In the civil rights movement, African Americans fought to gain equal rights under the law primarily in the 1950s and 60s. Nearly one hundred years after slavery was abolished, there was still widespread discrimination, segregation, and racially motivated violence. The movement encouraged non-violent protest and targeted acts of civil disobedience. Key pieces of civil rights legislation would be passed between 1954 and 1968 that would desegregate schools and public facilities, protect voting rights, and provide equal housing opportunities.
On May 17, 1954, in the case of Brown v. Board of Education, the Supreme Court ruled unanimously that racial segregation of children in public schools was unconstitutional. In White Sulphur Springs, 300 out of 440 white students walked out of the high school in protest. Black students were threatened with bodily harm if they tried to attend. After a week, the Greenbrier Board of Education returned to segregated schools. On September 3, 1955, a case was filed against the Greenbrier School District. The NAACP representing four black children came to support and fight for integration. It was ruled on October 12th to integrate Greenbrier County schools. Lewisburg’s Greenbrier Military School and Greenbrier College for Women refused to integrate and lost federal funding, they would both close as a result in 1972.
Howard Jefferson Crump
Born April 24, 1915 in White Sulphur Springs, Howard Jefferson Crump would serve as the president of the Greenbrier branch of the NAACP from 1955-1979. Through his years of service, he worked to keep black community members safe, find them jobs, negotiate Greenbrier County desegregation, and helped settle many discrimination cases that would have been lost without the help of the NAACP.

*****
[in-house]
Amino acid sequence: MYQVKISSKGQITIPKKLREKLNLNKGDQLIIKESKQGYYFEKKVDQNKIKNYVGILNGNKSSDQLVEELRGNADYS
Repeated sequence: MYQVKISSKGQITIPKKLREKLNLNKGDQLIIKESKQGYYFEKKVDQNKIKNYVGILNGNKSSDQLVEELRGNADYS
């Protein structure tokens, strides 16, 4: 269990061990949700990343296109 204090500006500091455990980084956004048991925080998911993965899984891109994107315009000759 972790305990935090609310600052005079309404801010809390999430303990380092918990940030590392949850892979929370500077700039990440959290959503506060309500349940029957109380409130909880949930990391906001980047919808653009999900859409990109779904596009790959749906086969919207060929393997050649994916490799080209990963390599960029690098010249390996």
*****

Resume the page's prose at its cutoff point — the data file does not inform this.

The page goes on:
Born in White Sulphur Springs in 1918, Katherine Johnson always had a talent for mathematics. She would go on to be one of the first three black students, and only black woman, selected to integrate West Virginia University’s graduate program. She began working at the National Advisory Committee for Aeronautics in 1953, which would become NASA in 1958. She would calculate the trajectory for a number of important missions including John Glenn's Friendship 7 orbital flight and the Apollo 11 mission to the moon.
Participant in the famed sit-in at Jackson Mississippi’s Woolworths lunch counter, he would be active in the civil rights movement in Mississippi. He moved to West Virginia in the 1970s where he worked with the Greenbrier County Housing Authority to help low and moderate income people find descent housing. He was greatly involved in the Greenbrier Martin Luther King Day Committee stating, “it is a day on, not off, because it gives each of us a chance to unite with one or more other persons to make something better.”